IOP Publishing announced that it has begun work with a consortium of libraries in the UK (Research Libraries UK and the Russell Group) in a 3-year pilot aimed at reducing library expenditures for hybrid journal publications. Early in the pilot IOP will offset 90% of a university’s expenditure in that year on article processing charges (APC) or the full cost of the subscription, whichever is greater. Over time, as open access content in the various IOP journals grows, it is expected that subscription costs will be reduced further, and this benefit should shift towards all of IOP’s customers. The 21 libraries collaborating at this early stage should see the most benefit.
Nature‘s latest special issue, The Future of Publishing (March 28th, 2013), addresses the many benefits, as well as some perils (identity theft of a scholarly journal!), found in an increasingly digital world of scholarly publishing. Articles on open access literature and data discuss the role transformations required of researchers and libraries in this changing landscape. Another raises logical questions about the high cost and relative value of scholarly publishers arising when inexpensive open access is an option. One article highlights the enhanced discovery, as well as more elemental packaging, of article/research content allowed by open access and search engine enhancements. Public access advocates give their prescriptions for pushing forward in this realm, while others address the straw men thrown up by those opposed to the Creative Commons attribution license. An interview with Robert Darnton, Director of the Harvard University Library, anticipates the April 18 – 19 launch of the Digital Public Library of America.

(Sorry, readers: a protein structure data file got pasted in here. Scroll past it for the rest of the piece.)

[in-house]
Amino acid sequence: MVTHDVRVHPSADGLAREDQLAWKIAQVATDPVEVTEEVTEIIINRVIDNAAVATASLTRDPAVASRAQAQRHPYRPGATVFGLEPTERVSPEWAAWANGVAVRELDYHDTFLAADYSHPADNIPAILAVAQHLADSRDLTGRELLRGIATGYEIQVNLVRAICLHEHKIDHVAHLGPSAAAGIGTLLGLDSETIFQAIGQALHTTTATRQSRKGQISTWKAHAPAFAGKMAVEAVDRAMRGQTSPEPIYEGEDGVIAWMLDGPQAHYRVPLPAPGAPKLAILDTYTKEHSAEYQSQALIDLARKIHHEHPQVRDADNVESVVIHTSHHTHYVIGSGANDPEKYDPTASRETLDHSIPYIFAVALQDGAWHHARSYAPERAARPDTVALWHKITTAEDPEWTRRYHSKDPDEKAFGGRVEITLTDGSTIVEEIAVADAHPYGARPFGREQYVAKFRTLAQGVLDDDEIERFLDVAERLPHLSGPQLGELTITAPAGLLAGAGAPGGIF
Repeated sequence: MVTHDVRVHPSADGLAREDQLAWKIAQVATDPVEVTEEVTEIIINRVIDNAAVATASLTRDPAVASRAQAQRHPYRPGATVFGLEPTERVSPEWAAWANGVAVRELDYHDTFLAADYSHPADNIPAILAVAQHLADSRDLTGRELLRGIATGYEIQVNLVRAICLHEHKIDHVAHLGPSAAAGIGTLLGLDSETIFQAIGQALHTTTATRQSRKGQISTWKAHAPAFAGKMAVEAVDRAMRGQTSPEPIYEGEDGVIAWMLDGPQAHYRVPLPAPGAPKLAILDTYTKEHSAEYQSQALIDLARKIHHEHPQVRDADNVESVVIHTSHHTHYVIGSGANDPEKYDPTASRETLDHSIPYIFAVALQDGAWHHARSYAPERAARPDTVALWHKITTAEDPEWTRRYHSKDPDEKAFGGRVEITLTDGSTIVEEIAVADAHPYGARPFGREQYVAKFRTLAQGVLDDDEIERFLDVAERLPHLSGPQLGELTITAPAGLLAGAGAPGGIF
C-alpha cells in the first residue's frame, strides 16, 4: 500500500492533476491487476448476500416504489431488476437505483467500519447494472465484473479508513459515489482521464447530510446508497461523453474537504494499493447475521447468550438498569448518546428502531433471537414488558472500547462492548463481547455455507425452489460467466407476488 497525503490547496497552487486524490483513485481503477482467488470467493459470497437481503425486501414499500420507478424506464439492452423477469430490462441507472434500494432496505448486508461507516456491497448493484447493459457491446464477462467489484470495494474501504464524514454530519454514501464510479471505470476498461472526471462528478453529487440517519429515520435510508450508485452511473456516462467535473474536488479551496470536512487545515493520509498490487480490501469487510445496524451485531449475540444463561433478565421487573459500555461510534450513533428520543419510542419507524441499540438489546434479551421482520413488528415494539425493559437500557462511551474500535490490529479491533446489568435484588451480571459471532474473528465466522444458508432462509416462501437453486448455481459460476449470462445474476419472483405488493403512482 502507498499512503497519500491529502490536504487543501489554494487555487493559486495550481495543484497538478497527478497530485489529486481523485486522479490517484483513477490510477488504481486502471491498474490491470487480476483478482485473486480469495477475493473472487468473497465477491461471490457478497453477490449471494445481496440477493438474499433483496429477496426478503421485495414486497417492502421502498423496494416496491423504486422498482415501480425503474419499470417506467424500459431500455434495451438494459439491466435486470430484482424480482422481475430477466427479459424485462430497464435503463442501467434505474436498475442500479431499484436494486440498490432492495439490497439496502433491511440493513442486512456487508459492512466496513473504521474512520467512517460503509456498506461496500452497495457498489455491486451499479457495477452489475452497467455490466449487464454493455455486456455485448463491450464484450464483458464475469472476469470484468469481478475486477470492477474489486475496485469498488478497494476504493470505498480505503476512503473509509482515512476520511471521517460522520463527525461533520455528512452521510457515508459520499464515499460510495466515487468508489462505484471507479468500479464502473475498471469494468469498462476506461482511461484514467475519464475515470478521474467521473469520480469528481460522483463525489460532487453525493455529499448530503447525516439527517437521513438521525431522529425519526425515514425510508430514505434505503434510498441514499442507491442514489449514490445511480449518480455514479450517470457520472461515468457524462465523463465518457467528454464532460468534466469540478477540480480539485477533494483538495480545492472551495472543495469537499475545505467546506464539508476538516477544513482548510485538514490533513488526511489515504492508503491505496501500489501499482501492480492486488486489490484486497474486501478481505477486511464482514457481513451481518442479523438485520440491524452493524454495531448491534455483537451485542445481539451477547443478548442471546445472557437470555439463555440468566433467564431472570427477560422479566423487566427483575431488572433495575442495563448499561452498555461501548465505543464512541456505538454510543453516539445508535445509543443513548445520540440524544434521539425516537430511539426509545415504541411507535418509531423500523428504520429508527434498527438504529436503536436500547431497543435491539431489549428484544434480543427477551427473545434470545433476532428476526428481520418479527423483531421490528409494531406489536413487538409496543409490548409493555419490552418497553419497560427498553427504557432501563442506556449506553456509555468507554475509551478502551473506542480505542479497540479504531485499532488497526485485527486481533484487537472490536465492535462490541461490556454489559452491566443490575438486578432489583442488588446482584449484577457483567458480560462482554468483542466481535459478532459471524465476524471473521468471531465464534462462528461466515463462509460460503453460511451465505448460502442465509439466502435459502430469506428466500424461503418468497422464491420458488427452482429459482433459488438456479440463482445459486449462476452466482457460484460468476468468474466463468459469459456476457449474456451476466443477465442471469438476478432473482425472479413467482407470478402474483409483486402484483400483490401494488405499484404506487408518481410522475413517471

The February 11th (2011) issue of the journal, Science, has a special focus, Dealing with Data. Articles from this issue, augmented by others appearing in Science Signaling, Science Translational Medicine, and Science Careers, have been collected and made freely available. With scientific innovation increasingly recognized as central in dealing with such important societal issues as climate change and global public health, to name just two, greater accountability and transparency are required of the sciences, with better management and access to data recognized as central to achieving these goals. In addition to the need for improved access to data, articles over a range of scientific disciplines speak to the need for intelligent archiving decisions, given the deluge of data and the impossibility now of storing it all. There is a call for leadership on these issues from funders, societies, journals, educators, and individual scientists—and from society at large. The costs of losing data are tremendous, just as the opportunities in better management and availability are great.